Your shopping cart is empty!
Add to Cart
Like other chili peppers, cayenne belongs to the genus Capsicum, a member of the nightshade ( Solanaceae ) family. Cayenne--and most other hot and sweet peppers grown in the U.S.--is Capsicum annuum, while Capsicum frutescens produces the small, thin-skinned pepper from which Tabasco sauce is made. The name capsicum may have been derived from the Latin capsa for "box" (the pepper is mostly a hollow, box-like fruit), or the Greek kapto, "to bite."
ITEM CODE #114
This colorful, ground chili pepper will turn up the heat and color in your cooking. Use it in favorite ethnic recipes, or sprinkle it on at the table whenever a dish needs extra zip.
Botanical name: Capsicum annuum L. var. annuum
The term "cayenne" is often used to refer to any ground pepper, but true cayenne (which takes its name from the French Guinea city of Cayenne) is actually a particular type of chili pepper--about four to 12 inches long, thin, and very pungent.
Technically, chili peppers are a fruit; once dried they are correctly considered a spice.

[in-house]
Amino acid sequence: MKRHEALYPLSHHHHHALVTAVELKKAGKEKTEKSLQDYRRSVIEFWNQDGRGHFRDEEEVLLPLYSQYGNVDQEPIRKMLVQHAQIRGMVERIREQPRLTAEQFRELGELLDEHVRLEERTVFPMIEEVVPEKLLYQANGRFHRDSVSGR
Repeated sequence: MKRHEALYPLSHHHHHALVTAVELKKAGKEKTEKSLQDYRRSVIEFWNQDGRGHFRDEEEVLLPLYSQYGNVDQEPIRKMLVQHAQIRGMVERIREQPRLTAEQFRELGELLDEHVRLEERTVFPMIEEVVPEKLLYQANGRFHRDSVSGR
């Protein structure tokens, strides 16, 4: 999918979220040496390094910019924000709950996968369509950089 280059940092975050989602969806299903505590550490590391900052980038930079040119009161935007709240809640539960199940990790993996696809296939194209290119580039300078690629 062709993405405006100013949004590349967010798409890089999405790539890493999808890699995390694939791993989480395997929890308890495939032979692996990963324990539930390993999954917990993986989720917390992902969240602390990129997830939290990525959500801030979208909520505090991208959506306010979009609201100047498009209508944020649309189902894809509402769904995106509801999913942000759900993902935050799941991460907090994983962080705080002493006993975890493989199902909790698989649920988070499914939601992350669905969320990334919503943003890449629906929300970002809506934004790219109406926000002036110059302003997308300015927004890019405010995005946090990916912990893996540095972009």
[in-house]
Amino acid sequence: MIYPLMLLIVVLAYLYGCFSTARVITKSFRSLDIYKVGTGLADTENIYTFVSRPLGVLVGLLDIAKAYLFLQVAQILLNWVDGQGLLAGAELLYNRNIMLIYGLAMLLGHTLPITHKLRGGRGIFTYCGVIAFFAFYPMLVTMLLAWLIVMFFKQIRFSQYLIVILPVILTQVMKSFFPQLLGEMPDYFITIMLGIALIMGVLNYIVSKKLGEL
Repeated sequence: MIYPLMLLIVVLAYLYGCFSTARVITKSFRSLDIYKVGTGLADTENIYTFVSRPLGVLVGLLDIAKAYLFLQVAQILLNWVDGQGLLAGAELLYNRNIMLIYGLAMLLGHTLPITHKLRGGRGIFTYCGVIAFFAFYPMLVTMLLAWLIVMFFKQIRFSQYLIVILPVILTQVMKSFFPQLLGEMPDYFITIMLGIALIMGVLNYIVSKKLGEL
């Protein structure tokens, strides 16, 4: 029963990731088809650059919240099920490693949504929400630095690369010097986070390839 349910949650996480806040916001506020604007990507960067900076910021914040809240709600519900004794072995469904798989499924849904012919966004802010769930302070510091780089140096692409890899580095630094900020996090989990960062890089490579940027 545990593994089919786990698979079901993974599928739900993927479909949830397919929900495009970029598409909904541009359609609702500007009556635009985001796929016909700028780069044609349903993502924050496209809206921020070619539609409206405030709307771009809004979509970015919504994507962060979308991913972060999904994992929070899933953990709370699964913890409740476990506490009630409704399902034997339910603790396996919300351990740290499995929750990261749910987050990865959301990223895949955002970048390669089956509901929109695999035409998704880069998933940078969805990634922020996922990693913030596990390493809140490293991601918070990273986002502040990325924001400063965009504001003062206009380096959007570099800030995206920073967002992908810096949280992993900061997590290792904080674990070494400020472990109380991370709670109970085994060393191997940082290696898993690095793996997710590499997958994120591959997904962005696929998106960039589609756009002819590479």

An annual, herbaceous plant, the personality of Capsicum annuum depends a great deal on the neighborhood in which it grows up. A hot, dry environment, for example, produces the hottest chilies, while milder ones are produced in cooler, wetter climates. Even the same variety of pepper will differ, depending upon its locale.
There are several scales for measuring the hotness of chilies. What they actually measure is the capsaicin content, the crystalline, pungent substance that gives chilies their fire. The most popular scale is the Scoville Organoleptic test, which assigns a number between 0 and 300,000 heat units (the higher the number, the hotter the pepper). Cayenne typically measures between 30,000 and 90,000 heat units on the Scoville scale.
If you like kick in your recipes, you'll find cayenne indispensable. A few tips:
- If you're not used to cooking with chili peppers--even the ground variety--start with very small amounts. Don't use a literal "pinch," though, because you don't want to get it on your fingers! (If you do get it on your fingers, then wash them right away; don't put them near your eyes or nose!) *
- Keep in mind that dishes containing chili pepper often get hotter as they sit or are stored. So err on the side of using less. (You can always add more at the table, if you prefer a hotter dish.)
- If you get too much heat in a dish, eat or drink dairy products like milk or yogurt to neutralize the burning--capsaicin isn't water soluble, so water won't do the trick. Starches like rice or bread sometimes help, too.
By Teresa Steadman
Read More Testimonials
Regular Price: $29.95
Sales Price: $9.95
Limited to 1 only per customer
PLEASE NOTE: Do not change any of the link code when you install it in your pages!